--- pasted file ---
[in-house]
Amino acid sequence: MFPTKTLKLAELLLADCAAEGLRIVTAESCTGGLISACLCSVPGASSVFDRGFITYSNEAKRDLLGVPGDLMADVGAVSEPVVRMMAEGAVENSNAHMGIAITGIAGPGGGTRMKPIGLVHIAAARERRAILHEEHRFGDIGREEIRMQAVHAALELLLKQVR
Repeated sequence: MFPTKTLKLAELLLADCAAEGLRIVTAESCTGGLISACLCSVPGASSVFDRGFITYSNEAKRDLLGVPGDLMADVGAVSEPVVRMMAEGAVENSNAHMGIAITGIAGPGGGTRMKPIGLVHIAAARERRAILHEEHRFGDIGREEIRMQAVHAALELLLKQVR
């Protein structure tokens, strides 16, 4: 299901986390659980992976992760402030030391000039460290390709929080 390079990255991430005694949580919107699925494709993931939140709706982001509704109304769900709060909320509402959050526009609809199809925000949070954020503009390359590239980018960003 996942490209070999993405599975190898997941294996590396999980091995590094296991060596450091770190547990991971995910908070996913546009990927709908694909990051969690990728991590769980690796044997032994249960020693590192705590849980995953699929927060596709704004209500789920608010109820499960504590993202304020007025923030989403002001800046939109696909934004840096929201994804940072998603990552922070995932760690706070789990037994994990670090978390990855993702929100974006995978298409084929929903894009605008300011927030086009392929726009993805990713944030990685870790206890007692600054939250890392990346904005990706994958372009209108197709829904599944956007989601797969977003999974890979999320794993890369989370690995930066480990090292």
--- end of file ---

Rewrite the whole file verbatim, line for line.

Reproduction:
[in-house]
Amino acid sequence: MFPTKTLKLAELLLADCAAEGLRIVTAESCTGGLISACLCSVPGASSVFDRGFITYSNEAKRDLLGVPGDLMADVGAVSEPVVRMMAEGAVENSNAHMGIAITGIAGPGGGTRMKPIGLVHIAAARERRAILHEEHRFGDIGREEIRMQAVHAALELLLKQVR
Repeated sequence: MFPTKTLKLAELLLADCAAEGLRIVTAESCTGGLISACLCSVPGASSVFDRGFITYSNEAKRDLLGVPGDLMADVGAVSEPVVRMMAEGAVENSNAHMGIAITGIAGPGGGTRMKPIGLVHIAAARERRAILHEEHRFGDIGREEIRMQAVHAALELLLKQVR
């Protein structure tokens, strides 16, 4: 299901986390659980992976992760402030030391000039460290390709929080 390079990255991430005694949580919107699925494709993931939140709706982001509704109304769900709060909320509402959050526009609809199809925000949070954020503009390359590239980018960003 996942490209070999993405599975190898997941294996590396999980091995590094296991060596450091770190547990991971995910908070996913546009990927709908694909990051969690990728991590769980690796044997032994249960020693590192705590849980995953699929927060596709704004209500789920608010109820499960504590993202304020007025923030989403002001800046939109696909934004840096929201994804940072998603990552922070995932760690706070789990037994994990670090978390990855993702929100974006995978298409084929929903894009605008300011927030086009392929726009993805990713944030990685870790206890007692600054939250890392990346904005990706994958372009209108197709829904599944956007989601797969977003999974890979999320794993890369989370690995930066480990090292």